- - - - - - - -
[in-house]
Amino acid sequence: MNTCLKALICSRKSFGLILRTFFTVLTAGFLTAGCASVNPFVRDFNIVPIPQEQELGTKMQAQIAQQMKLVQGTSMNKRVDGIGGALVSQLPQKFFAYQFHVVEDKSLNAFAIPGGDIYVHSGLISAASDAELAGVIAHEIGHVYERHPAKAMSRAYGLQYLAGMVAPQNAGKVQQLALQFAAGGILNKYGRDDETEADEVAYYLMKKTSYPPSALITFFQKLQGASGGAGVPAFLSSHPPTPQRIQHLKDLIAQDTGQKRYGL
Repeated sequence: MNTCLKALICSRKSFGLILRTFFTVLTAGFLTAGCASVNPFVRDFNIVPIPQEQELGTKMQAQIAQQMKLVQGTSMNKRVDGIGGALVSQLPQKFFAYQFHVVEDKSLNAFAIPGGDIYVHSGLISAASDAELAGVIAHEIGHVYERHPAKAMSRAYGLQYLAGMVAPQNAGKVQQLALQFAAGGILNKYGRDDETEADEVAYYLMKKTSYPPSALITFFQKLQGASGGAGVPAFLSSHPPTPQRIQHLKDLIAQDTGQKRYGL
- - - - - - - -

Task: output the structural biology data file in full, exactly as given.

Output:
[in-house]
Amino acid sequence: MNTCLKALICSRKSFGLILRTFFTVLTAGFLTAGCASVNPFVRDFNIVPIPQEQELGTKMQAQIAQQMKLVQGTSMNKRVDGIGGALVSQLPQKFFAYQFHVVEDKSLNAFAIPGGDIYVHSGLISAASDAELAGVIAHEIGHVYERHPAKAMSRAYGLQYLAGMVAPQNAGKVQQLALQFAAGGILNKYGRDDETEADEVAYYLMKKTSYPPSALITFFQKLQGASGGAGVPAFLSSHPPTPQRIQHLKDLIAQDTGQKRYGL
Repeated sequence: MNTCLKALICSRKSFGLILRTFFTVLTAGFLTAGCASVNPFVRDFNIVPIPQEQELGTKMQAQIAQQMKLVQGTSMNKRVDGIGGALVSQLPQKFFAYQFHVVEDKSLNAFAIPGGDIYVHSGLISAASDAELAGVIAHEIGHVYERHPAKAMSRAYGLQYLAGMVAPQNAGKVQQLALQFAAGGILNKYGRDDETEADEVAYYLMKKTSYPPSALITFFQKLQGASGGAGVPAFLSSHPPTPQRIQHLKDLIAQDTGQKRYGL